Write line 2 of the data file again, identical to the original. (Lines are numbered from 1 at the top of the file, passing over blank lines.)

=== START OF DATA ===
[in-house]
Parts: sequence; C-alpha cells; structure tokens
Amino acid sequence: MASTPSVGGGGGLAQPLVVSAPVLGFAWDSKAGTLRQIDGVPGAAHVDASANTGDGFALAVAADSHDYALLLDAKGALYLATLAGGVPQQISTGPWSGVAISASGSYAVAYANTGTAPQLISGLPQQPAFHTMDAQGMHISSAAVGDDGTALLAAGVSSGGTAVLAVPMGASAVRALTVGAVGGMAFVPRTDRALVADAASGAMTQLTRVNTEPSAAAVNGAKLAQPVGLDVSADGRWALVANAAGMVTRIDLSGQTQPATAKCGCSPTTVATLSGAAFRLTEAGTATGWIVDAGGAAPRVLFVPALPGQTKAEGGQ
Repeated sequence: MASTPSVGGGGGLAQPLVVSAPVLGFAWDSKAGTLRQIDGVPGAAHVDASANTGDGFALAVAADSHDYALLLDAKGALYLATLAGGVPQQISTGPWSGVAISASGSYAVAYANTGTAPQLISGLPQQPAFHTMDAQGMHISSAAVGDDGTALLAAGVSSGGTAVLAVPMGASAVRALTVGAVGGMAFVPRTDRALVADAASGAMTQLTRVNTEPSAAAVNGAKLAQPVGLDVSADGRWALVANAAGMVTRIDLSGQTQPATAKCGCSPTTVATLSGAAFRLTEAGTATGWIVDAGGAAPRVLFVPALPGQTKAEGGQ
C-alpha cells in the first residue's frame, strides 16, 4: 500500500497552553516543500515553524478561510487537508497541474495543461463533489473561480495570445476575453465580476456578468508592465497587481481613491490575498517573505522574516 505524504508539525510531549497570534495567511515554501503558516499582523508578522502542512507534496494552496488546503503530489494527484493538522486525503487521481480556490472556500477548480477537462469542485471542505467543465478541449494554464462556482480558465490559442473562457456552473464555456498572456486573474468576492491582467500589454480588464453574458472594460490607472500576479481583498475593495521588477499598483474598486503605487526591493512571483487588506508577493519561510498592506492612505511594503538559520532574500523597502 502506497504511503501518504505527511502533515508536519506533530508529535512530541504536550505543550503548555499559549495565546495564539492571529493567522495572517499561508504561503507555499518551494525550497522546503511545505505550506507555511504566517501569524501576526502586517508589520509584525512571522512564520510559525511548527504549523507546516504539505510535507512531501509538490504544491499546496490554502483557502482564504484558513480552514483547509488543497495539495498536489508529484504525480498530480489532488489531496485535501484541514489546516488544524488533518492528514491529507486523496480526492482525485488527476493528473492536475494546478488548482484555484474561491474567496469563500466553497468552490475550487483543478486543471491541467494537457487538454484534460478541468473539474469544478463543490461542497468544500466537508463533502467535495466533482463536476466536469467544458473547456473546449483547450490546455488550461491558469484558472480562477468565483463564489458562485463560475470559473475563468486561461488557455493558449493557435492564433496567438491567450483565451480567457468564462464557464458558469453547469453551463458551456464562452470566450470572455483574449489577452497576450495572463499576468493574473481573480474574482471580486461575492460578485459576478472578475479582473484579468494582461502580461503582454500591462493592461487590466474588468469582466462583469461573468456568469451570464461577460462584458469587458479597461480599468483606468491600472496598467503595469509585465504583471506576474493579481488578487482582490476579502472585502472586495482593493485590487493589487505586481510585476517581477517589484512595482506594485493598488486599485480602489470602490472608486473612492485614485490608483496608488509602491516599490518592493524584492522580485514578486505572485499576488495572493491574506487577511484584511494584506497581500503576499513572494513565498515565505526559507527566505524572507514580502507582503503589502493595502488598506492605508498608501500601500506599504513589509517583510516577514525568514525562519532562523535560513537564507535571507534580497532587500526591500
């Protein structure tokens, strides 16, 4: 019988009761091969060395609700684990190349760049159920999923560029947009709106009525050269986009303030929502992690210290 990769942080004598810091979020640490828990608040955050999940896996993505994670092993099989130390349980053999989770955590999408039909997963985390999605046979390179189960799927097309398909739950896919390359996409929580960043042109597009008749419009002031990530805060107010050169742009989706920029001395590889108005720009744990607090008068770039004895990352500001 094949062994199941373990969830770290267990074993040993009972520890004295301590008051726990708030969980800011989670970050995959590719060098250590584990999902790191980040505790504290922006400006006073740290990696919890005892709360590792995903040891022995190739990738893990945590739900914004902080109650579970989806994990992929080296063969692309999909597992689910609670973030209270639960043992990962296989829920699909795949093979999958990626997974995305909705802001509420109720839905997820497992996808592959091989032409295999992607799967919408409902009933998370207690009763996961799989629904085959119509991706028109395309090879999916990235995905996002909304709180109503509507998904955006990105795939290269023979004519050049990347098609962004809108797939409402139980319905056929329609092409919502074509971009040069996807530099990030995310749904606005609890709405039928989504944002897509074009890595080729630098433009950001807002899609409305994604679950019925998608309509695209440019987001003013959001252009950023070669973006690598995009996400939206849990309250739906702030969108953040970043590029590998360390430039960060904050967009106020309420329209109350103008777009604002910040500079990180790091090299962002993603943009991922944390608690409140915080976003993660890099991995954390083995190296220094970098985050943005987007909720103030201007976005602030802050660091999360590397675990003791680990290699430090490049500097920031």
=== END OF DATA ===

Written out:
Parts: sequence; C-alpha cells; structure tokens